"Basic research is often misunderstood, because it often seems to have no immediate payoff. Yet it was just such federally funded research into the fundamental working of cells, intensified beginning with the 'War on Cancer' in 1971, that led over time to a growing arsenal of sophisticated new anticancer therapies -- 19 new drugs approved by the U.S. Food and Drug Administration in the past two years. Do we want similar progress on Alzheimer’s, which already affects five million Americans, more than any single form of cancer? Then we should expand research in neurobiology, brain chemistry and the science of aging," the report says. "The Ebola epidemic in West Africa is a reminder of how vulnerable we are to a wider pandemic of emergent viral diseases, because of a lack of research on their biology; an even greater public health threat looms from the rise of antibiotic-resistant bacteria right here at home, which, because commercial incentives are lacking, only expanded university-based research into new types of antibiotics can address."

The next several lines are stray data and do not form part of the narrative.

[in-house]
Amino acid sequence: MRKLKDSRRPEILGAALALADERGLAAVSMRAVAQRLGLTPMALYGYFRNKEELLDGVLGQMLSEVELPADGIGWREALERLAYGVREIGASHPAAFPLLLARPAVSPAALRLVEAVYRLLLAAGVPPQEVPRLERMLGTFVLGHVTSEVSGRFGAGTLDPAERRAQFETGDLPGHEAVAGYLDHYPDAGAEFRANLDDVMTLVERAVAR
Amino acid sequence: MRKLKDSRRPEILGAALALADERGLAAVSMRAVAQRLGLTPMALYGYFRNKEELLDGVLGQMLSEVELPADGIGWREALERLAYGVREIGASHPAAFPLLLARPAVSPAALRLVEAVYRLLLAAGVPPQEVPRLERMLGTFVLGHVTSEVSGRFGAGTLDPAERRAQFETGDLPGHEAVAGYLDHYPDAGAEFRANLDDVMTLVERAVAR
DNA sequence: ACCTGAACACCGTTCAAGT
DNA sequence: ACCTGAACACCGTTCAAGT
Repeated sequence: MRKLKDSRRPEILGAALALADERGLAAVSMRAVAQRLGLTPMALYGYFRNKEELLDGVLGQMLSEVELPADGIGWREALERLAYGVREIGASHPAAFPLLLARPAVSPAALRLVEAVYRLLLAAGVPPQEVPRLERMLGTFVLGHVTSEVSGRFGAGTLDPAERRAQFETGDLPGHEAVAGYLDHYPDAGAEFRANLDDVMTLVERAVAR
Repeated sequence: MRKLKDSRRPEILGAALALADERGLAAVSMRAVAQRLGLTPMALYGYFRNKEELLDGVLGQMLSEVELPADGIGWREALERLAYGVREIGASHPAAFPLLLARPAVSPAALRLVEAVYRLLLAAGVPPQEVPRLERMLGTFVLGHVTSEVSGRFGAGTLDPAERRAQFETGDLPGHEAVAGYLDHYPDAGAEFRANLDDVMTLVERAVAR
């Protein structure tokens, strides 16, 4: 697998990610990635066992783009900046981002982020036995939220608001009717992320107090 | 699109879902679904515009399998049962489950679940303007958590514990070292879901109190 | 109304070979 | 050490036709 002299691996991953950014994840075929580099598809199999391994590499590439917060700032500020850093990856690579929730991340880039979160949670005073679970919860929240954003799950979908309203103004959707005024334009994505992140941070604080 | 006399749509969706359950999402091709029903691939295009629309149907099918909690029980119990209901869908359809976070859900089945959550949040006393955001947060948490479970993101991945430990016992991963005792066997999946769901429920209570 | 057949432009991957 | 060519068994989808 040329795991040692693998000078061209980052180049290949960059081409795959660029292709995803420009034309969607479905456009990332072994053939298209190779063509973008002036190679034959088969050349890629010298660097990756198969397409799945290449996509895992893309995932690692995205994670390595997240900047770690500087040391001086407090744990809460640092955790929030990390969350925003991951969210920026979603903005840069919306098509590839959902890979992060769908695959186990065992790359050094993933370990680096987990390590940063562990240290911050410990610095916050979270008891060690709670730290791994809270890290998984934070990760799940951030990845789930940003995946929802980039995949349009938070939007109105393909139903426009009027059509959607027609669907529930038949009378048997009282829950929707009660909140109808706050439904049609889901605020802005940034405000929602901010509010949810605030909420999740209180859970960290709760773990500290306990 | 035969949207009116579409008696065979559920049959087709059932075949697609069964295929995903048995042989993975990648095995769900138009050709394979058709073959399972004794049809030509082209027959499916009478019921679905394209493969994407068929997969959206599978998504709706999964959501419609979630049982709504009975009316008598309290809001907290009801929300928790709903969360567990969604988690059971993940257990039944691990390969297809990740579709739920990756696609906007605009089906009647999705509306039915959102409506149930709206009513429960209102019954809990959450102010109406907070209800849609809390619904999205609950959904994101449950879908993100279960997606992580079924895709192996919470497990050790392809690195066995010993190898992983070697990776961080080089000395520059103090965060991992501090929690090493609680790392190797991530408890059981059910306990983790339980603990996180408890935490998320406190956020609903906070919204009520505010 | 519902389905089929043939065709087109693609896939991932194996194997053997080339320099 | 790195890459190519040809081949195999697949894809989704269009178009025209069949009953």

The report is available here.


Monday, April 27, 2015 - 4:16am

An article in The New York Times explores the lives of 2010 law school graduates, many of whom have struggled to find the kind of jobs they thought they would have after finishing law school. Citing work by Deborah Jones Merritt of Ohio State University, the article reports that 20 percent of law grads in 2010 have jobs for which a law degree is not required. Further, only 40 percent are working in law firms, compared to 60 percent a decade prior. Most of the law grads have “substantial” debt.

Monday, April 27, 2015 - 3:00am

Geoff Chatas, who had announced he was leaving the top financial position at Ohio State University, won't be leaving after all, Northeast Ohio Media Group reported. Chatas had announced that he had accepted a position with QIC, an investment company. After he changed his mind and decided to stay at Ohio State, Northeast Ohio Media Group posed questions about what would appear to some to be the potential for conflict of interest -- Chatas is the Ohio State official who negotiated a 50-year agreement with QIC over management of the university's parking facilities. University officials denied that there was any conflict of interest and said that Chatas hadn't been expected to manage the parking deal. He now won't be going to QIC and instead signed a three-year contract to stay at Ohio State, with a base annual salary of $683,153.

Monday, April 27, 2015 - 3:00am